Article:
Stalling

By: Michael Ashton | Thu, Jul 29, 2010
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The recent hallucinatory rally, triggered by positive earnings spin and the wonderful news that the European banking system is really just fine despite the fact that none of the banks seems to think the other banks are fine, has puttered a bit over the last couple of days. While today's -0.7% setback is far from catastrophic, neither is it awe-inspiring as the market drifts from levels that would have signaled a technical triumph. The 10y yield is still below 3%. The VIX is off its recent lows, which is the only reason it doesn't seem like lazy summer trading. 24.25 is a pretty high level for the VIX, historically. Some folks are apparently still nervous.

Soft durable goods orders (-1.0%, versus +1.0% expectations) and durables ex-transportation (-0.6%) may have contributed a little bit to the nervousness, although non-defense capital goods ex-aircraft was positive following a positive spike last month. (And people criticize the leaving out of food and energy from CPI! What about taking out all defense, all non-capital goods, and all aircraft!? There is a reason for it, though; that subcomponent of durables is the most correlated with overall growth, although "most correlated" still isn't very good).

This news followed the mixed news on Tuesday. The rise in the Case-Shiller Home Price Index put the year-on-year rise at 4.6%, the fastest pace in four years and unmitigated good news (unless you worry about inflation). But Consumer Confidence slumped again, this time to 50.4, and the "Jobs Hard To Get" subcomponent rose to 45.8. Consumer confidence is a decent co-incident indicator. If people are losing confidence, it tends to confirm all of these other tepid readings we are seeing and supports the notion of weakness in the job market. Double-dip? Too early for an official pronouncement, but a stall at this point in the recovery - if it was in fact a recovery, which I dispute - is fairly unusual. At some point the economy, to paraphrase "Red" Redding from The Shawshank Redemption, needs to get busy living, or get busy dying.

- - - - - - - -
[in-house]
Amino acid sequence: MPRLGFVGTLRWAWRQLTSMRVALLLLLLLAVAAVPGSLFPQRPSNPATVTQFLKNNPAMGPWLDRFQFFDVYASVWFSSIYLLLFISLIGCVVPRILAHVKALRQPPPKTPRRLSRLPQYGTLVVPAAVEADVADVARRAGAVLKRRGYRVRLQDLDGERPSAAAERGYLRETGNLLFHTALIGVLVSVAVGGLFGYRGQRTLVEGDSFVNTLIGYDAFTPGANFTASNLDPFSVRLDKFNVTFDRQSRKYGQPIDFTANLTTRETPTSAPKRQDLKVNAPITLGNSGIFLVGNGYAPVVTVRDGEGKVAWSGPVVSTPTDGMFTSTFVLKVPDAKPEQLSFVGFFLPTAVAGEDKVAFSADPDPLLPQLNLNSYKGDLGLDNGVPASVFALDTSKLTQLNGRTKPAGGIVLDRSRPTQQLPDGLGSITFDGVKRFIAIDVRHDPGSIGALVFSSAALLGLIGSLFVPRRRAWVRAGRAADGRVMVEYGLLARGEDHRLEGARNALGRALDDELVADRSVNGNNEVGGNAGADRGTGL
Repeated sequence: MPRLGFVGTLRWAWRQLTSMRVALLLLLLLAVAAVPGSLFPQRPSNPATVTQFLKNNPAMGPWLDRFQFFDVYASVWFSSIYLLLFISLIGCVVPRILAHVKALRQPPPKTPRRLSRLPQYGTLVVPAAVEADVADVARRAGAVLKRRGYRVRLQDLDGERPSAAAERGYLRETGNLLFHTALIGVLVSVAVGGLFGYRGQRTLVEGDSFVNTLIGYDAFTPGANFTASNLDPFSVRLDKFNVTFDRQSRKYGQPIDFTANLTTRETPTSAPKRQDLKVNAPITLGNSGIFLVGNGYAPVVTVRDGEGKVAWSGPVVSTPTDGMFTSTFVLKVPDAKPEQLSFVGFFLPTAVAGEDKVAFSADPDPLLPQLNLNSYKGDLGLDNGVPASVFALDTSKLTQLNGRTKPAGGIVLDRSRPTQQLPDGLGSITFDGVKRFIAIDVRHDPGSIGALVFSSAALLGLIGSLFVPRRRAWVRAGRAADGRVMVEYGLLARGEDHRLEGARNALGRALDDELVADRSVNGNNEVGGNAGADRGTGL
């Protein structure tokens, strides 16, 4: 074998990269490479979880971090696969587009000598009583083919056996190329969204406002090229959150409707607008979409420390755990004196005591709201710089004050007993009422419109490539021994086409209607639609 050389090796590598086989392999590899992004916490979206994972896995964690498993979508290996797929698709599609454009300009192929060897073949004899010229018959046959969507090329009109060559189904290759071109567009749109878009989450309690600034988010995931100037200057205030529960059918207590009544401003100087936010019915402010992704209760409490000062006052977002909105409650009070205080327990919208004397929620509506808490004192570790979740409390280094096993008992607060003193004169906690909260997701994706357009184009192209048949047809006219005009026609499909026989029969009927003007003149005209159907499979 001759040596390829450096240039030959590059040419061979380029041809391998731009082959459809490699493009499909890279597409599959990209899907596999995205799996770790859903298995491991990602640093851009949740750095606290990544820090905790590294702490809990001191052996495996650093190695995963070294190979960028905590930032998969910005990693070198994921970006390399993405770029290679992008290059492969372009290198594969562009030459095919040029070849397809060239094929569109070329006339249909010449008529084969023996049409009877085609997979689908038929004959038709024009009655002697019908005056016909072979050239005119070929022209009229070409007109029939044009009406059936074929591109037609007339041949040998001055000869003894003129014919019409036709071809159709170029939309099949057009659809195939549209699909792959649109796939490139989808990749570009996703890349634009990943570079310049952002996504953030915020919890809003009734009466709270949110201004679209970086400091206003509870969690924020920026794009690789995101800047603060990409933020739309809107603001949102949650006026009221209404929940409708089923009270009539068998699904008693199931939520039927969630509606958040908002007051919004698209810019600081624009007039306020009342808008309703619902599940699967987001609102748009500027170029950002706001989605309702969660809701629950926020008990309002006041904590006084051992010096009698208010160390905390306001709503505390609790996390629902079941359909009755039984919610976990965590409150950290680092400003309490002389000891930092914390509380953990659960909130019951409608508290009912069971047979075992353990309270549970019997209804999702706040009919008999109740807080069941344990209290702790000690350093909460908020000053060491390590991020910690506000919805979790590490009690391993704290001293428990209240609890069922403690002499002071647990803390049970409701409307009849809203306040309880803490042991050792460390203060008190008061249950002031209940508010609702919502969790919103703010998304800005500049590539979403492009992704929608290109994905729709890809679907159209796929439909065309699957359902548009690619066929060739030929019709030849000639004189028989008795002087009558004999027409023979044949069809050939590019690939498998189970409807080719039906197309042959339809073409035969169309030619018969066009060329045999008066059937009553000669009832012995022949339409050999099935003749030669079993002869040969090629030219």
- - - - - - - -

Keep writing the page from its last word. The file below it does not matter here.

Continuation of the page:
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In other interesting news today, Visa Inc. reported stronger-than-expected earnings. The spin in the financial press is that "more consumers paid with plastic," and the number of processed transactions rose 14% according to a Bloomberg article. But at the same time, we know that revolving credit is declining and has been declining for 20 months now (see Chart below). How do we square this?

Total Revolving Credit Outstanding
Revolving credit is declining hard. But VISA is doing just fine. Why?

This might suggest that more people are using credit cards to smooth over short-term bumps in cash flow, but diligently paying down balances so that the turnover of balances is rising. This would be good news for VISA, and for the economy, although the higher velocity it implies would be bad news for inflation.

This may not be a ridiculous interpretation. In May we found that consumer defaults on credit cards - which do not happen until the account is at least six months behind - rose to an all-time record of 9.14% (according to the S&P/Experian Consumer Credit Default Indices, which date only to 2004 - see the story here) before declining to 8.81% in June.

If revolving credit is declining because responsible people are diligently paying off balances, leaving the irresponsible people to default, it could explain the hesitancy of the default ratio to fall very much - the smaller pool of outstanding balances would be lower quality, consisting of more people who were not paying off their cards because they can't pay off their cards.